ThanksThank you for having the article by Juanita Mathews...

LETTERS TO THE EDITOR

July 21, 1995

Thanks

Thank you for having the article by Juanita Mathews, "My Children Have Questions in Their Eyes," on the top of the Opinion * Commentary page of The Sun July 14.

It is so beautifully written. It's feelings from the heart.

What a teacher! What a person! Thank you, Juanita Mathews!

Florence R. Bahr

Elkridge

Counselors

Staff writer Jean Thompson makes a dangerous leap by suggesting (July 6) that the excellent once-per-week services provided by the CollegeBound program personnel could allow schools to "eliminate guidance counselors, to spend their dollars on other services . . ."

Although we are proud of the number of graduating students who choose post-secondary education and are accepted into junior colleges, four-year colleges, trade schools and the military, counselors are also concerned with helping students who choose to work after graduation.

We assist students who drop out of school, students with personal problems, parents, grandparents and guardians with concerns.

Guidance personnel give aid and support to community agencies involved with our students. Counselors bring employers into the school for "mock interviews" which can result in a genuine job offer.

We teach conflict mediation, help students plan for their futures with curriculum choices, work with failing students and even help track down truants.

With all the tasks, we aggressively sell the need for future education and we are grateful for the help we receive from our CollegeBound representative.

We need more adults and more resources for the guidance staff, not less. We have a Commonwealth counselor and a new School to Work coordinator in our school.

Please let them do their jobs, they do them well, but do not think XTC that they should replace the staff already serving children.

Beverly Winter

Baltimore

The writer is a counselor in the Baltimore City public schools.

Discarded Jobs

Numerous reports in the press foretell losses of jobs by many workers of large corporations that in the interest of greater efficiency and profit plan sweeping reorganizations.

Loss of many jobs affects not only those unfortunate people who lose employment but also their community, since loss of business, increased burden on the welfare system and an increase in crime are all correlated with increased unemployment in a community.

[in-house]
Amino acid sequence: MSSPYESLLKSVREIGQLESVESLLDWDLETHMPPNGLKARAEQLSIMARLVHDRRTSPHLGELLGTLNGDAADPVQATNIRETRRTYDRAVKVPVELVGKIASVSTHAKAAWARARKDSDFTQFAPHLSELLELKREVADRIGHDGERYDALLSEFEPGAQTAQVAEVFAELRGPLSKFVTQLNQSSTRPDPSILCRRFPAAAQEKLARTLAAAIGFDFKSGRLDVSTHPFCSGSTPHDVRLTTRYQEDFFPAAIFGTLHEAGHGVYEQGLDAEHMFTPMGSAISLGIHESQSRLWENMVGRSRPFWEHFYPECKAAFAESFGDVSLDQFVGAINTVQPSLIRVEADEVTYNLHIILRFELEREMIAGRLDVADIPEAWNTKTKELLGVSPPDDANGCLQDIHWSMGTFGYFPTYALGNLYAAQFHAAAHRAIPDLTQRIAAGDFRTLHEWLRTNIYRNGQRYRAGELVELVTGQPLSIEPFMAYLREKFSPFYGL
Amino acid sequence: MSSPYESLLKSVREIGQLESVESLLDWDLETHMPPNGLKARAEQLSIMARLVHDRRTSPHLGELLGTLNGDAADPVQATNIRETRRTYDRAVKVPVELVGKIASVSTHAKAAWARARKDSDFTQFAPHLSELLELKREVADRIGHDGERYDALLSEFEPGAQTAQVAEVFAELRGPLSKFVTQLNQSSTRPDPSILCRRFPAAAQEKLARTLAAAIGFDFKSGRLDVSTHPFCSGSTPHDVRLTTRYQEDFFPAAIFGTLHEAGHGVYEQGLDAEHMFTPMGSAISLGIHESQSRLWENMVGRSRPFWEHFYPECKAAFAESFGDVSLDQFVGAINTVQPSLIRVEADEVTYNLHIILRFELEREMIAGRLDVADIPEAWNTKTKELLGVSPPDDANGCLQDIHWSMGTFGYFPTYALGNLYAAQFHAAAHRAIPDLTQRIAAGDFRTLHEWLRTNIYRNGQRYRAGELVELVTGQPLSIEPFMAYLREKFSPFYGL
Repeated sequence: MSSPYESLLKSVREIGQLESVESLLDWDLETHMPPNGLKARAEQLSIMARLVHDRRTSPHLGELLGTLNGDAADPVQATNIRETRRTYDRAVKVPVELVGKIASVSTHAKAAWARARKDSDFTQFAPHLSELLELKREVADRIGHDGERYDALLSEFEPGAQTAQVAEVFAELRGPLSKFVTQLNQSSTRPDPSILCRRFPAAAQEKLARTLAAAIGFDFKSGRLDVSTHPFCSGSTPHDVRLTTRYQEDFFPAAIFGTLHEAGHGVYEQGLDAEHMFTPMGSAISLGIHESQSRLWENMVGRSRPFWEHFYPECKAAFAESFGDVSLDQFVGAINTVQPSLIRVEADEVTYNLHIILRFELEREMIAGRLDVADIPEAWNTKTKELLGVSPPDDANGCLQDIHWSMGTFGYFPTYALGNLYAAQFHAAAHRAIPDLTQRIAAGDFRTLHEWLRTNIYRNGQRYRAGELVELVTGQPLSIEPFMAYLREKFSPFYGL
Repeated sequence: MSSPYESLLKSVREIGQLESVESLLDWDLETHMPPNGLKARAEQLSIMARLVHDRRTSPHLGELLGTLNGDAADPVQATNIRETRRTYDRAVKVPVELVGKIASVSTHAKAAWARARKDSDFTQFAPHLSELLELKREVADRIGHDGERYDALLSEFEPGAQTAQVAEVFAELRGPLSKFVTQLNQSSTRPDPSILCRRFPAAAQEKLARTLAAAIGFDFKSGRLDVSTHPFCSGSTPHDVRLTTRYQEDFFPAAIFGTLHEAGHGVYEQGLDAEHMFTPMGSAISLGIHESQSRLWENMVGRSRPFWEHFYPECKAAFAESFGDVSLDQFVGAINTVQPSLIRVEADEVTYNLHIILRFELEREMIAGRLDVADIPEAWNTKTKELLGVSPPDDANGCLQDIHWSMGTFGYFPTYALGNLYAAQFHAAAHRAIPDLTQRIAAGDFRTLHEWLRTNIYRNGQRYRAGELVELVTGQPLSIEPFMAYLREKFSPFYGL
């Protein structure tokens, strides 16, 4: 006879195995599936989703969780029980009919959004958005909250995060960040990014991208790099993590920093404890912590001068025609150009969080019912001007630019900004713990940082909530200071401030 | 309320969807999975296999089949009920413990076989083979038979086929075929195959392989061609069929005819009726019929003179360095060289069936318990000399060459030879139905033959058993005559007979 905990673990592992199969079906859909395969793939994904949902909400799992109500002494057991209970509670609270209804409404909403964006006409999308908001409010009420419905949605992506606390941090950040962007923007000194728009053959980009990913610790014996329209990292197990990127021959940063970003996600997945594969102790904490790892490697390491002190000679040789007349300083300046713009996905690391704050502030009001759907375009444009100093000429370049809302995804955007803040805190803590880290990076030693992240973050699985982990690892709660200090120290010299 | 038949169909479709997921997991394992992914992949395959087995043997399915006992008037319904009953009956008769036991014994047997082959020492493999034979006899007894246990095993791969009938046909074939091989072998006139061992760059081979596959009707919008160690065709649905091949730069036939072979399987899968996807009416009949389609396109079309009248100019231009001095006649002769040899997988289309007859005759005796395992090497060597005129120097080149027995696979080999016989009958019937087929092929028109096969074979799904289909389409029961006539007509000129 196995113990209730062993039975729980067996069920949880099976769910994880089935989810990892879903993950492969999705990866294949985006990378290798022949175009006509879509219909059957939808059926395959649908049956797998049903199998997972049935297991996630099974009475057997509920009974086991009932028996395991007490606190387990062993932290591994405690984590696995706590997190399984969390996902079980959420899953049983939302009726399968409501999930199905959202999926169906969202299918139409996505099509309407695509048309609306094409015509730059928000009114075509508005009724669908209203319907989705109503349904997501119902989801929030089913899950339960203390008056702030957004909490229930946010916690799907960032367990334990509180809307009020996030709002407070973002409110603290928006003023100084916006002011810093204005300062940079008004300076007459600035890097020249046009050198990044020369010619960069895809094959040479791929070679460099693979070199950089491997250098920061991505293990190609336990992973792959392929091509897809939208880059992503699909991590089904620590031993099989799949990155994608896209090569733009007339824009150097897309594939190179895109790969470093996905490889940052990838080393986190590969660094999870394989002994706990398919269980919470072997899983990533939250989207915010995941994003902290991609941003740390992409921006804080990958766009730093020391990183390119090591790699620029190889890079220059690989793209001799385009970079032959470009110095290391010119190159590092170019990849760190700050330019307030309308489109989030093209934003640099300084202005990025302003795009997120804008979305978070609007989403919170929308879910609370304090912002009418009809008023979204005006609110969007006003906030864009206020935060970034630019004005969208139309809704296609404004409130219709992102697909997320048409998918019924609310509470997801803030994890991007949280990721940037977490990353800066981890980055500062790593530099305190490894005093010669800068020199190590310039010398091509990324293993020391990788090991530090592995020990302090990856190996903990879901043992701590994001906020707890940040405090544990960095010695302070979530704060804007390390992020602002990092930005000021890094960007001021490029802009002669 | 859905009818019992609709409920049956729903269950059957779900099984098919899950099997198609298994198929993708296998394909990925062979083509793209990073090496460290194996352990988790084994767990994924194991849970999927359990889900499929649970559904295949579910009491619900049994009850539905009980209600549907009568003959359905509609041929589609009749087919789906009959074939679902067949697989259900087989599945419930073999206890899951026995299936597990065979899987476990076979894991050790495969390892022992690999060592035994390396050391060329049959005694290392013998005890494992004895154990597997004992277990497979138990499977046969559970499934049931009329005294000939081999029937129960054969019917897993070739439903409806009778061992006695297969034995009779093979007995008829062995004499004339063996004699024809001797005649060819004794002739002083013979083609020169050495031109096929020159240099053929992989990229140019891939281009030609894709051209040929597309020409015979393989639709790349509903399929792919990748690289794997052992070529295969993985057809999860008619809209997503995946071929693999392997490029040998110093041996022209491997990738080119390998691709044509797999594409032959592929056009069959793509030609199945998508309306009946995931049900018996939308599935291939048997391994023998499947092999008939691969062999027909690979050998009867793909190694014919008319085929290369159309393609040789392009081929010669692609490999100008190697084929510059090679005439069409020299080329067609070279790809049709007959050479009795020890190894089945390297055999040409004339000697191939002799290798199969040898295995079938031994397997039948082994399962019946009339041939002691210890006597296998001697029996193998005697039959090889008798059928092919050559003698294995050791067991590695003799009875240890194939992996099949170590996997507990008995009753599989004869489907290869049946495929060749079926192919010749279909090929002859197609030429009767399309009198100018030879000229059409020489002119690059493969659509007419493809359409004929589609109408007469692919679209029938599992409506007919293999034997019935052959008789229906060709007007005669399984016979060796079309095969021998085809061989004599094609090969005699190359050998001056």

The question arises whether it would not be fair and fully justified to demand a larger share of contribution to the increased cost to the public when a private company increases its profit at the price of pushing additional burdens onto the taxpayers.

Of course, the company might respond by threats of pulling out entirely from the community. Such a move would involve additional expenses and a loss of trained work force.

By carefully considering the pros and cons, a community might recover some of its extra burden, and obligate a company to take into consideration additional factors besides profitability in making decisions about its employees.

G. G. Pinter

Ellicott City

'Hypocrisy'

My, my, my. How soon we forget.

Your editorial of June 23, "A Question of Fairness," tells us that litmus tests neither serve country nor government; and KAL's malevolent editorial cartoon of the same day portrays Sen. Phil Gramm as a butcher, bending the knee to the "religious right" as he serves up the head of Dr. Henry Foster on a platter.

How unfair of the Republicans!

Where was your outcry against the unfairness of a Democratic controlled Senate and committee applying their litmus test in the hearing for nomination to the Supreme Court of one of the most qualified men ever to be nominated for that position?

No hue and cry was forthcoming from you when Democratic senators bent the knee to "radical liberals" as they served up the head of Judge Robert H. Bork on a platter.

Hypocrisy, thy name is The Baltimore Sun.

Richard G. Bartholomee

Pikesville

Bosnia

In her Opinion * Commentary essay "The Shame of Srebrenica" (July 13), Diane Paul is concerned about the thousands of women and children who may lose their lives if the fighting is not stopped.

She feels that lifting the arms embargo will prolong the fighting. She also thinks that a serious military effort should be mounted by the U.N. This would include using vast numbers of U.S. military personnel.

Obviously, Ms. Paul is not aware of the long-standing problems in this area. In his book, "Blood, Tears and Folly," Len Deighton states that in early 1941, "Croat militia murdered 250,000 people in three months . . . Muslims decimated the Christian population . . . As the war progressed, torrents of blood were shed as various paramilitary partisan groups fought each other."

The collapse of the Soviet Union has brought renewed partisan fighting. It would take a massive effort to subdue the very sophisticated weapons being used in this area. It would also entail a loss of many American military personnel.

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